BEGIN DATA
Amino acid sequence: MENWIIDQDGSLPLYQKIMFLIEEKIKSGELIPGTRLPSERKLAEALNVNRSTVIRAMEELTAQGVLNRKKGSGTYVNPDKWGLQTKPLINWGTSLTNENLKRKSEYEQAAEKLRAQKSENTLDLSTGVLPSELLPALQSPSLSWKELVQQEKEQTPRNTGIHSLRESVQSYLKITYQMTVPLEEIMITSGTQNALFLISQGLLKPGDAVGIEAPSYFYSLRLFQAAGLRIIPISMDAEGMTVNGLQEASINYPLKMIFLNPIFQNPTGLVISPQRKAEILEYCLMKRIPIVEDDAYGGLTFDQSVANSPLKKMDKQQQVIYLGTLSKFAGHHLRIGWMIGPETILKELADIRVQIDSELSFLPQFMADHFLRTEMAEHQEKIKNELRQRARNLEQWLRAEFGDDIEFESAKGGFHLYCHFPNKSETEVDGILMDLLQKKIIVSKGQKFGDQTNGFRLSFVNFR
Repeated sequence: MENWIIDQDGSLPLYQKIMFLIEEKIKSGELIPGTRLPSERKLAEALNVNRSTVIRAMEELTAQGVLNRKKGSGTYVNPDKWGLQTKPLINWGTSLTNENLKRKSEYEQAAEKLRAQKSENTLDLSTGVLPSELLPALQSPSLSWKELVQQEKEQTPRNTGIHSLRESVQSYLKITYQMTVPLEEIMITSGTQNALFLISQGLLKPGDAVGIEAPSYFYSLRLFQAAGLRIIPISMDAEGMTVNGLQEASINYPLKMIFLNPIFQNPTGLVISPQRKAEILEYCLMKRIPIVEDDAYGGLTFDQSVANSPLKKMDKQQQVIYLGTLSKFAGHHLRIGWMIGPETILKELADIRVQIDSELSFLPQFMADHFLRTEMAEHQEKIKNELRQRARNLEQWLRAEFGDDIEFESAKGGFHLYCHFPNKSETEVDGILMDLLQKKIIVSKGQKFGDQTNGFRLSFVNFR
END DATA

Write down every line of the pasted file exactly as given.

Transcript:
Amino acid sequence: MENWIIDQDGSLPLYQKIMFLIEEKIKSGELIPGTRLPSERKLAEALNVNRSTVIRAMEELTAQGVLNRKKGSGTYVNPDKWGLQTKPLINWGTSLTNENLKRKSEYEQAAEKLRAQKSENTLDLSTGVLPSELLPALQSPSLSWKELVQQEKEQTPRNTGIHSLRESVQSYLKITYQMTVPLEEIMITSGTQNALFLISQGLLKPGDAVGIEAPSYFYSLRLFQAAGLRIIPISMDAEGMTVNGLQEASINYPLKMIFLNPIFQNPTGLVISPQRKAEILEYCLMKRIPIVEDDAYGGLTFDQSVANSPLKKMDKQQQVIYLGTLSKFAGHHLRIGWMIGPETILKELADIRVQIDSELSFLPQFMADHFLRTEMAEHQEKIKNELRQRARNLEQWLRAEFGDDIEFESAKGGFHLYCHFPNKSETEVDGILMDLLQKKIIVSKGQKFGDQTNGFRLSFVNFR
Repeated sequence: MENWIIDQDGSLPLYQKIMFLIEEKIKSGELIPGTRLPSERKLAEALNVNRSTVIRAMEELTAQGVLNRKKGSGTYVNPDKWGLQTKPLINWGTSLTNENLKRKSEYEQAAEKLRAQKSENTLDLSTGVLPSELLPALQSPSLSWKELVQQEKEQTPRNTGIHSLRESVQSYLKITYQMTVPLEEIMITSGTQNALFLISQGLLKPGDAVGIEAPSYFYSLRLFQAAGLRIIPISMDAEGMTVNGLQEASINYPLKMIFLNPIFQNPTGLVISPQRKAEILEYCLMKRIPIVEDDAYGGLTFDQSVANSPLKKMDKQQQVIYLGTLSKFAGHHLRIGWMIGPETILKELADIRVQIDSELSFLPQFMADHFLRTEMAEHQEKIKNELRQRARNLEQWLRAEFGDDIEFESAKGGFHLYCHFPNKSETEVDGILMDLLQKKIIVSKGQKFGDQTNGFRLSFVNFR